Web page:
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Tip #3: Pump Run Hours

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Ken Sheinkopf, Associate Director of the Florida Solar Energy Center in Cocoa writes the weekly 'Energy Check' column for the Orlando Sentinel. In his Saturday, July 29th column, he cites a study done by Florida Atlantic University.


Pool owners who ran their residential pool pumps for as little as 3 to 4 hours a day in a staggered schedule were quite happy with the way their pool looked and greatly satisfied with the reduction in their electric bill.




The study illuminates three interesting facts:

(1) Add chemicals to the pool at the start of a 1 hour pump cycle and all will be adequately mixed.

(2) High circulation rates do not reduce algae growth.

(3) Running the pump more than one hour after all debris is removed is wasted energy.

Researchers say the best way to run the pump is to break the cycle into 2 or 3 one- hour or hour and a half shifts.

Brush your pool once or twice a week; more often if you notice algae growth.

Now, I've always recommended at least one turn- over a day for residential pools and this was based on what I believed to be common sense; commercial pools turn over the volume four times a day; residential pools should therefore turn the volume over at least once.

But what residential pools don't experience are the tremendous traffic loads dumped in commercial pools: The footworn, sweaty tourists who are happy to finally squat in one place and don't move for nuthin; including the occasional nature's call. Count the odd- brand beer cans left around a motel pool and see if that relates to your own pool. Chances are, it won't.

Certainly doesn't hurt to try this new approach and the only possible loser is your power company. Intermatic timer 'trippers' are available at Home Depot (Hot Water Heater dept.) for $1.67 a set and will introduce most pumps to a new two hour; twice a day schedule. Other than your first drive- in movie ticket, it may be the best $2 you'll ever spend.

Tip #4

This month's caveat addresses the use of silicon caulk around a swimming pool:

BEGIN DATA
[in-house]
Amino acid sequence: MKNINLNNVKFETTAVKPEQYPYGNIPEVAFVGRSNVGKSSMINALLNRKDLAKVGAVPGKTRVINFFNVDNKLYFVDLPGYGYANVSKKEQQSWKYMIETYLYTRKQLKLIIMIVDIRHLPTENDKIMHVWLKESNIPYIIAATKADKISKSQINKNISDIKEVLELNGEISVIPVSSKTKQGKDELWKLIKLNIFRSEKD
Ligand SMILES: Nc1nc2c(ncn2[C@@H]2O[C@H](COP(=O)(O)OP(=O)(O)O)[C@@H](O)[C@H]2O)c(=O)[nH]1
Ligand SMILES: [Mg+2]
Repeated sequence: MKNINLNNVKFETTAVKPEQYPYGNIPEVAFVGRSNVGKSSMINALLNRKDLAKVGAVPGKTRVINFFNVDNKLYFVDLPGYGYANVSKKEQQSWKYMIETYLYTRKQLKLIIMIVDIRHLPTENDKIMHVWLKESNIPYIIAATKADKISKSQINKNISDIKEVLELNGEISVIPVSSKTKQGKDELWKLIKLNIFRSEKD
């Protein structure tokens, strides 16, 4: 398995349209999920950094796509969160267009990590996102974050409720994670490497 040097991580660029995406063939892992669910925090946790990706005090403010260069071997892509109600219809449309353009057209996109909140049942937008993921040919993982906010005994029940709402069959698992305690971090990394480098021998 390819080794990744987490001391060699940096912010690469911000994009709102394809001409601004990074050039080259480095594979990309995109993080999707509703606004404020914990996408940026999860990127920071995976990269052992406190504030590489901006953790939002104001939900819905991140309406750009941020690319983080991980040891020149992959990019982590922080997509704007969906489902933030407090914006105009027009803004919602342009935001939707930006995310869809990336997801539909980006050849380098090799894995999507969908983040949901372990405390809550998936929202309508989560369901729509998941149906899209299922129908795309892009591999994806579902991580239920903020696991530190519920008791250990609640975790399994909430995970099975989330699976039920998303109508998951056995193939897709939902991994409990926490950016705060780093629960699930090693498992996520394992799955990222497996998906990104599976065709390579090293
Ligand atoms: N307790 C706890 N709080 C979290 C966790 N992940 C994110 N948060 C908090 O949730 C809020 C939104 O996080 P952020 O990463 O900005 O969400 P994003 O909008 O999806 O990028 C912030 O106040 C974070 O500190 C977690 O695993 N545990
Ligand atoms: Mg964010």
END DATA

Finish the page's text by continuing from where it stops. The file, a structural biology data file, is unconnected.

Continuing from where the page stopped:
People assume that, because silicon is used in fish tanks, it's good to use around a swim pool. What they don't realize is that what's used in aquariums is a special formulation of silicon and not the stuff you buy at Home Depot.

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This homeowner was quite proud that he'd found and repaired leaks around the return fittings by himself, but the pool still lost water and he didn't know where else to look.

I didn't have the heart to tell him that he'd found the leaks, all right. He just didn't get them fixed. As this photo shows, the silicon never completely stuck to the surface and the water was just blowing by it. You can see leak sites at both the return jets. 2- part pool putty was used to repair the leaks properly.

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The only silicon caulk used in aquariums or around a pool, for that matter is the Marine Grade stuff, what you'd find at a marina or boat store. Anything else is just wasting your time.

There are three fine brands (West Marine Silicon, Boat Life Silicon & Sikaflex Polyurethane) of Marine Sealants all available through boat stores, boat catalogues and marinas. Available at most home supply stores is 3M- 5200 Marine Sealant.

But why you don't see silicon caulk used more around a swimming pool is that mildew and black algae can grow right inside the material.

Both topics featured on this page are taken from our Pool School PRO CD

Go on to page 2 of the Contractor's Corner

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